• Demand for education, however within the precincts of home and the curriculum included instruction in religious principles, training in the arts of housekeeping and handicrafts and rearing of children.
      • For eg- Reformers like Sir Syed Ahmed Khan and Dayanand Saraswati sought for women’s education.
    • Participation of women in the national movement also brought forward issues of equal voting rights, the right to hold public offices etc. The issues were inspired from the ideals of the national movement itself.
      • Eg- In 1931, the Karachi Session of the Indian National Congress issued a declaration on the Fundamental Rights of Citizenship in India whereby it committed itself to women’s equality.
      • Also, the issues of equality, non-discrimination based on sex, employment found their ways in the Constitution of India.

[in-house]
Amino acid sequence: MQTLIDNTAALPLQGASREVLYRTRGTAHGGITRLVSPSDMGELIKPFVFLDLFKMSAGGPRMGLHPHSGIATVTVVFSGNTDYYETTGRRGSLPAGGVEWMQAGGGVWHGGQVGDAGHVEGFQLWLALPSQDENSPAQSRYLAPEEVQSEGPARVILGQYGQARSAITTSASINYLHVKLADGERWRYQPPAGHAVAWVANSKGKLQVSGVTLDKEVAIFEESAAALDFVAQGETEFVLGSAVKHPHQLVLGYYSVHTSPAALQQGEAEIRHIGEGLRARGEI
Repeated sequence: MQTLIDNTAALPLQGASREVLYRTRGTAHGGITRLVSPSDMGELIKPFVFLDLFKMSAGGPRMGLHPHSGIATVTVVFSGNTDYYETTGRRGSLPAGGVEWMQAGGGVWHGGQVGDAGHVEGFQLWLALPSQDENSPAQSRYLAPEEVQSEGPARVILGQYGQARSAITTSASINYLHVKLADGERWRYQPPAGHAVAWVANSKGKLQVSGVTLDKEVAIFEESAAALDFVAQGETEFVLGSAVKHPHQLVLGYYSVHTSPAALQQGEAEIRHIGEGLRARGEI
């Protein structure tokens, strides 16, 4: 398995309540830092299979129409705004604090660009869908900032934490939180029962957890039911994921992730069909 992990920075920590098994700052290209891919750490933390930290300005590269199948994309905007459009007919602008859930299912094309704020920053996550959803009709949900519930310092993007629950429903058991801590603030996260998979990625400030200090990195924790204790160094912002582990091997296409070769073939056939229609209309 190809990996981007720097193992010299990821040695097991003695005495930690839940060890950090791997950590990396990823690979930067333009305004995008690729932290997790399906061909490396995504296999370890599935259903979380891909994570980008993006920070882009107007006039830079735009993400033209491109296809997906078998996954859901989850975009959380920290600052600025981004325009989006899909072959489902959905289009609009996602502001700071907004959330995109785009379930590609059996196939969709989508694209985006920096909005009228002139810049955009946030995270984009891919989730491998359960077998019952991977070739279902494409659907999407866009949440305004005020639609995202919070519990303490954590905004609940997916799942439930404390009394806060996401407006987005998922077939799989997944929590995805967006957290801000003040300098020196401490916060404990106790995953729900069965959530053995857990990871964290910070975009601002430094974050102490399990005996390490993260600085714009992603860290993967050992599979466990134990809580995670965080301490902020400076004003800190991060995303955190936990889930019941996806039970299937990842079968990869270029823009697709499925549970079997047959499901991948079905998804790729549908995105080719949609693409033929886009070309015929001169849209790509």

20th-century Women’s Movements

    Starting from 1970s, these movements were mostly led by middle-class and educated women. The movements largely revolved around the issues of women's control over their own bodies, equal spaces in the social institutions like marriage and family and an acknowledgement for the dignity of their identity. Apart from this, movements like Chipko movement, led by women encompassed wider issues like environmental concerns. 

    • Law became a major site of reform and legislative changes were demanded in-
      • Work opportunities - equal pay for equal work, curbing workplace harassment
      • Political participation - reservation of seats in all levels of governance
      • Health facilities - abortion rights, maternity leaves and creche facilities at the workplace
      • Distribution of resources - inheritance rights
      • Against social evils like dowry, female foeticide, domestic violence
    • Apart from autonomy on body, new sites of debate opened up, such as, the representation of women in popular media.

    Women’s Movements in the 21st century

    The contemporary women's movements have become more inclusive and have gone beyond the binary of man and woman. The movements have transformed into the site of demand for dignity by various gender identities and not just women. For example, the demand for rights by LGBT community.